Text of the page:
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Just Court ADR

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Posts Tagged ‘foreclosure mediation’

In Foreclosure Mediation, Make It Easy to Participate

Jennifer Shack, June 25th, 2015

When it comes to foreclosure mediation, how a program is designed has a large impact on eligible homeowners. That was the broad finding of the evaluation of six foreclosure mediation programs in Illinois I just completed. The evaluation assessed the first year of the programs funded by the Illinois Attorney General, using data from an online case management and program monitoring system that allowed all but one of the programs to collect the same data using uniform definitions for each data point. The six programs are located throughout the state:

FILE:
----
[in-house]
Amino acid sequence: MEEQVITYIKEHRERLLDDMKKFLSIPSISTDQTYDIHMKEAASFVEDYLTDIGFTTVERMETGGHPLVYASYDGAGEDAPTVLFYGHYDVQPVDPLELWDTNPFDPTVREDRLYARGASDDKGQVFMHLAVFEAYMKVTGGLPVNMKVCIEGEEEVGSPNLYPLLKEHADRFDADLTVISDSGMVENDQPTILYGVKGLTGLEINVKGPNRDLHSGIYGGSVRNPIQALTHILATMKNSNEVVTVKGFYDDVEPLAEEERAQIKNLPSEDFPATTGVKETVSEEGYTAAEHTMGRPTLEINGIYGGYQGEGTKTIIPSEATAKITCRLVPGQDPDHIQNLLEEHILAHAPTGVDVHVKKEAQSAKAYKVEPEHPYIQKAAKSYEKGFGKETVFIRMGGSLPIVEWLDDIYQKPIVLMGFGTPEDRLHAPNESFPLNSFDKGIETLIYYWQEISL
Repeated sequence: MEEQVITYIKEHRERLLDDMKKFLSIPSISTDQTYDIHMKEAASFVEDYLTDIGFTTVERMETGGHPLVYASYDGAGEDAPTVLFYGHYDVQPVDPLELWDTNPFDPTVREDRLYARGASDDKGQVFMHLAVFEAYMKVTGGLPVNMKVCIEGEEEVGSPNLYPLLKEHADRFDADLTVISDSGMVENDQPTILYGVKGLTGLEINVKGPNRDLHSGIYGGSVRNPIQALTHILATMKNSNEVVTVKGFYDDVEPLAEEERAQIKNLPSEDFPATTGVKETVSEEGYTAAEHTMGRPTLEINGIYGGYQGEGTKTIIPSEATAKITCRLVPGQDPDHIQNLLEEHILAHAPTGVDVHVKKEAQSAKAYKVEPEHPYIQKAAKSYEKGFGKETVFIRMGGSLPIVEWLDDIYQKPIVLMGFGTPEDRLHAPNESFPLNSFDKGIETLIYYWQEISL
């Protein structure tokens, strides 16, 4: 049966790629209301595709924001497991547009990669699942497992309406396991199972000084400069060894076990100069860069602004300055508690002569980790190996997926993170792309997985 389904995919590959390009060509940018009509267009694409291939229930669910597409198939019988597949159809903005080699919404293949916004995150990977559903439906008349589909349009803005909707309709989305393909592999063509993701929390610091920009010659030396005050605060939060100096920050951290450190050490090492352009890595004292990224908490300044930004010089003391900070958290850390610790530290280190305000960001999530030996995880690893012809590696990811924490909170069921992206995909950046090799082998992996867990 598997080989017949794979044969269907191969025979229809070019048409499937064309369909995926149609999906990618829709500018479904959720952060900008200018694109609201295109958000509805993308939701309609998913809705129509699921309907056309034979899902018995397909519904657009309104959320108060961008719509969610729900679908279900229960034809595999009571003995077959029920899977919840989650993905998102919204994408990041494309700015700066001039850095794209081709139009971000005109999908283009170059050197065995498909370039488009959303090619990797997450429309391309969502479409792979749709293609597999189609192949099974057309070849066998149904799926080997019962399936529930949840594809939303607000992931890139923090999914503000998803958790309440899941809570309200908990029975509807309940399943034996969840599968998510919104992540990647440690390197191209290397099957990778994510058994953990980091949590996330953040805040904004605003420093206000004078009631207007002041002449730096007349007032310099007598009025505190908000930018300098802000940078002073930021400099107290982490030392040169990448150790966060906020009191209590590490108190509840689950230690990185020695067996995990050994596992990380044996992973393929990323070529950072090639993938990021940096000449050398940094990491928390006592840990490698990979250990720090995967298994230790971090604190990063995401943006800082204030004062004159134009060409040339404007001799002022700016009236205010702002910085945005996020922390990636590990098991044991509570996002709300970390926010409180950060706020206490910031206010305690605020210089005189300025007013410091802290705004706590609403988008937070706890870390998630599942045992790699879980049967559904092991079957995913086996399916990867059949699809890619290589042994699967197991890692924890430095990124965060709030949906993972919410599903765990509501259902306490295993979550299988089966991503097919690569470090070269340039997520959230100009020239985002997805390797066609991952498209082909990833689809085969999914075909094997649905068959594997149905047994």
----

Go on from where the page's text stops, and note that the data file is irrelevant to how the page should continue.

• The 6th Judicial Circuit (Champaign County only), serving a university town and a largely rural county in Central Illinois
  • The 16th Judicial Circuit (Kane County), serving a large suburban Chicago community
  • The 17th Judicial Circuit (Winnebago and Boone counties), serving Rockford, Illinois’ third largest city, in north-central Illinois
  • The 19th Judicial Circuit (Lake County), serving a large suburban Chicago community
  • The 20th Judicial Circuit (St. Clair County only), serving a suburban St. Louis community
  • The 21st Judicial Circuit (Kankakee County only), serving a semi-suburban community south of Chicago

Each of the programs is designed differently, from how homeowners enter the program to what services they receive when they do. Their differences, combined with the collection of the same data for each program, provided insight on the effect of program design on participation, home retention and homeowner experience.  The most interesting findings from these different models include the following:

Higher participation leads to higher impact